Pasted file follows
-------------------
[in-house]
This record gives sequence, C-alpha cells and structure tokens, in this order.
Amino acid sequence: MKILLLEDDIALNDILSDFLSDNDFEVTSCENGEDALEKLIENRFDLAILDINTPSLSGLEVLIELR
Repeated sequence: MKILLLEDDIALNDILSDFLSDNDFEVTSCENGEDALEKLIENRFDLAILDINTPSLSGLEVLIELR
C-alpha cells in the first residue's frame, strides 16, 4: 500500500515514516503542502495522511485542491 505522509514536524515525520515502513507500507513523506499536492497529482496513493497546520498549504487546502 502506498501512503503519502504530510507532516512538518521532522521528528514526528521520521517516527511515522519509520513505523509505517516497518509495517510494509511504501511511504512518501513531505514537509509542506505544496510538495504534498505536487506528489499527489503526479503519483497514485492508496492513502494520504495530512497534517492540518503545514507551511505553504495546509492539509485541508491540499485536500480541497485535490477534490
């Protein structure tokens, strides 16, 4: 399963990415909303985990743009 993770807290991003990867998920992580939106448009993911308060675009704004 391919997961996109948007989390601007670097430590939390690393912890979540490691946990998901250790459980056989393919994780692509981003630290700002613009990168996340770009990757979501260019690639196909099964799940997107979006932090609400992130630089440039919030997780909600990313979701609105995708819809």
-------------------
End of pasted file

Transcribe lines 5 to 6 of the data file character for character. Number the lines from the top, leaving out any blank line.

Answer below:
C-alpha cells in the first residue's frame, strides 16, 4: 500500500515514516503542502495522511485542491 505522509514536524515525520515502513507500507513523506499536492497529482496513493497546520498549504487546502 502506498501512503503519502504530510507532516512538518521532522521528528514526528521520521517516527511515522519509520513505523509505517516497518509495517510494509511504501511511504512518501513531505514537509509542506505544496510538495504534498505536487506528489499527489503526479503519483497514485492508496492513502494520504495530512497534517492540518503545514507551511505553504495546509492539509485541508491540499485536500480541497485535490477534490
């Protein structure tokens, strides 16, 4: 399963990415909303985990743009 993770807290991003990867998920992580939106448009993911308060675009704004 391919997961996109948007989390601007670097430590939390690393912890979540490691946990998901250790459980056989393919994780692509981003630290700002613009990168996340770009990757979501260019690639196909099964799940997107979006932090609400992130630089440039919030997780909600990313979701609105995708819809």